Kids of anti-vaxxers deal with more stigma

The Hamilton Spectator - - HEALTH - CAMILLE BAINS

VAN­COU­VER — Chil­dren who aren’t vac­ci­nated face harsher judg­ment than their par­ents who re­fused im­mu­niza­tion, says a study ex­am­in­ing at­ti­tudes in­volv­ing a con­tentious pub­lic health is­sue for which Canada lacks a na­tional vaccination strat­egy.

Other kids may not want to sit next to un­vac­ci­nated stu­dents at school, work on projects with them or go on a play date at the child’s house, said Prof. Richard Carpi­ano, lead study au­thor and a so­ci­ol­o­gist at the Univer­sity of Bri­tish Columbia.

Chil­dren of so-called anti-vaxxers deal with more stigma re­gard­less of the rea­sons for their par­ents’ de­ci­sion, Carpi­ano said of the study that fo­cused on moth­ers be­cause they typ­i­cally make a fam­ily’s health de­ci­sions.

Some par­ents don’t want their chil­dren vac­ci­nated based on longde­bunked fears that vac­cines cause autism, mer­cury poi­son­ing or au­toim­mune dis­or­ders.

“Child vaccination is a com­plex prob­lem that poses sig­nif­i­cant health con­se­quences for the child and the com­mu­nity,” said the study pub­lished this month in the jour­nal So­cial Science and Medicine.

It said pub­lic health ef­forts to ad­dress the is­sue re­quire an un­der­stand­ing of par­ents’ mo­tives and how the gen­eral pub­lic in­ter­prets them be­cause of con­cerns about the high risk of un­vac­ci­nated or un­der­vac­ci­nated kids spread­ing in­fec­tious diseases, such as measles, mumps and whoop­ing cough.

The study was based on data col­lected from a July 2015 on­line sur­vey of 1,469 U.S. re­spon­dents, though Carpi­ano said the re­sults are just as ap­pli­ca­ble in Canada.

Re­spon­dents were ran­domly as­signed to read one of four sce­nar­ios. They in­cluded a mother who re­fused to vac­ci­nate her child, an­other who de­layed im­mu­niza­tion over safety con­cerns, while a third mother’s job and fam­ily de­mands left no time for med­i­cal ap­point­ments, and a fourth, who rep­re­sented a con­trol group, en­sured her child re­ceived the rec­om­mended vac­ci­na­tions.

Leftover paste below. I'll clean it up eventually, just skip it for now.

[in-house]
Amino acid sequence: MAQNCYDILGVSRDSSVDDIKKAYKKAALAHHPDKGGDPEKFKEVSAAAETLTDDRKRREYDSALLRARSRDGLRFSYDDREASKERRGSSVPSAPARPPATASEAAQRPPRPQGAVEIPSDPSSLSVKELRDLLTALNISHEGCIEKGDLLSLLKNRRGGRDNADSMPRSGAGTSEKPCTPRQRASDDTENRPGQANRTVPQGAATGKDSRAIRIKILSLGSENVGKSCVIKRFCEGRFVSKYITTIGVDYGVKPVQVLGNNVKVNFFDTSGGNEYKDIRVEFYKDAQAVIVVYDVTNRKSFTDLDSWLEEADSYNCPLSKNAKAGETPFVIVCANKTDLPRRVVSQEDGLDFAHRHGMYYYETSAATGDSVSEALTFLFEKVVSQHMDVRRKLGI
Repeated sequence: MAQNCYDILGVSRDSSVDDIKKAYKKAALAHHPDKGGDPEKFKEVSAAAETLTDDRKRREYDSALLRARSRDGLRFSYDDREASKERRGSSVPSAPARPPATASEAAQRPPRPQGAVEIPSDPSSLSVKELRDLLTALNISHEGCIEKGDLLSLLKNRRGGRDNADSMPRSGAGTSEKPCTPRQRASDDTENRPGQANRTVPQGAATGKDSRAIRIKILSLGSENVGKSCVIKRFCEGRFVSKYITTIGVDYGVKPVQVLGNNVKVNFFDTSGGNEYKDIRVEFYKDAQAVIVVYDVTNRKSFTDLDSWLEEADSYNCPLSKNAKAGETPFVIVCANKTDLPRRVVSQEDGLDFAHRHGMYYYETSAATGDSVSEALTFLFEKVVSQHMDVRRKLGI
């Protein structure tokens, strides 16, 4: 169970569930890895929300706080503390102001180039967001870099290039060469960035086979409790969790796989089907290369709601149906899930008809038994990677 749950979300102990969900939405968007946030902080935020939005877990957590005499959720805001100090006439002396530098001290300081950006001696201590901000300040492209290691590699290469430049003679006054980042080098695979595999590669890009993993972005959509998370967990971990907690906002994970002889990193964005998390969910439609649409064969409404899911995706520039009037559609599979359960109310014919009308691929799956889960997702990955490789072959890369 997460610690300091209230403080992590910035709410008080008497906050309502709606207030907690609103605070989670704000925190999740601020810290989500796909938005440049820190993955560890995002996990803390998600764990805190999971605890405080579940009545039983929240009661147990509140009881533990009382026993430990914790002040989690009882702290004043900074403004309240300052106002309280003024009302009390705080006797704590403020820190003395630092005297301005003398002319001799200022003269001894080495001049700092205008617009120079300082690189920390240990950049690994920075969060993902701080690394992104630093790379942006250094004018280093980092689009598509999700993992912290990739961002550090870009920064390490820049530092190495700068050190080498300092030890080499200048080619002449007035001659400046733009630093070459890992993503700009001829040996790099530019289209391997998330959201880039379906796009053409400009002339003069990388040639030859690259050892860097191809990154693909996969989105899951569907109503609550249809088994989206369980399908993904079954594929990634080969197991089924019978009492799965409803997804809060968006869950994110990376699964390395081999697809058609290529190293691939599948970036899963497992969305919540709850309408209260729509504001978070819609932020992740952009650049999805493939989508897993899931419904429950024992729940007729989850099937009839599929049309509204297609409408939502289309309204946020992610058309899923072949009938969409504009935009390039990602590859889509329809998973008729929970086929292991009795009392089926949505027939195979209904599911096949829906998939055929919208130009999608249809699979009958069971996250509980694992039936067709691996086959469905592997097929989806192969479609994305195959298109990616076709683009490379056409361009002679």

“Peo­ple may be more likely to blame and ex­press anger to­ward par­ents who in­ten­tion­ally choose to refuse or de­lay vac­ci­na­tions for their chil­dren, but more likely to ex­press sym­pa­thy for a par­ent who en­coun­ters bar­ri­ers to ac­cess­ing vac­ci­na­tions,” the study says, adding chil­dren face dis­crim­i­na­tion re­gard­less of the rea­sons they were not vac­ci­nated.

Sur­vey re­spon­dents with the strong­est re­ac­tions were more likely to sup­port poli­cies such as par­ents be­ing no­ti­fied about vaccination rates at their child’s school or kids be­ing banned from school un­til they’re up-to-date with im­mu­niza­tions, Carpi­ano said.

“When I tell peo­ple I study this I get some very en­er­getic re­ac­tions, to put it kindly,” he said. “Peo­ple im­me­di­ately say, ‘Oh, those crazy peo­ple,’ or ‘Those peo­ple are nuts.’ It’s hit­ting at a dear-held value about health, about child wel­fare, about par­ent­ing and more broadly, about com­mu­nity.”

Carpi­ano said pol­icy-mak­ers should fo­cus vaccination mes­sages on par­ents who de­lay im­mu­niza­tion, of­ten as they seek in­for­ma­tion, rather than on the small but vo­cal mi­nor­ity of “anti-vaxxers.”

Im­mu­niza­tion rates in Canada vary among prov­inces but the is­sue is com­plex be­cause there is no na­tional plan that mon­i­tors rates, which are be­lieved to be as low as 85 per cent but should be closer to 95 per cent, he said.

In Ontario, for ex­am­ple, stu­dents whose vaccination records aren’t up-to-date can be sus­pended from school for up to 20 days un­der the Im­mu­niza­tion of School Pupils Act.

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Chil­dren of so-called anti-vaxxers deal with more stigma re­gard­less of the rea­sons for their par­ents’ de­ci­sion, a study has found.

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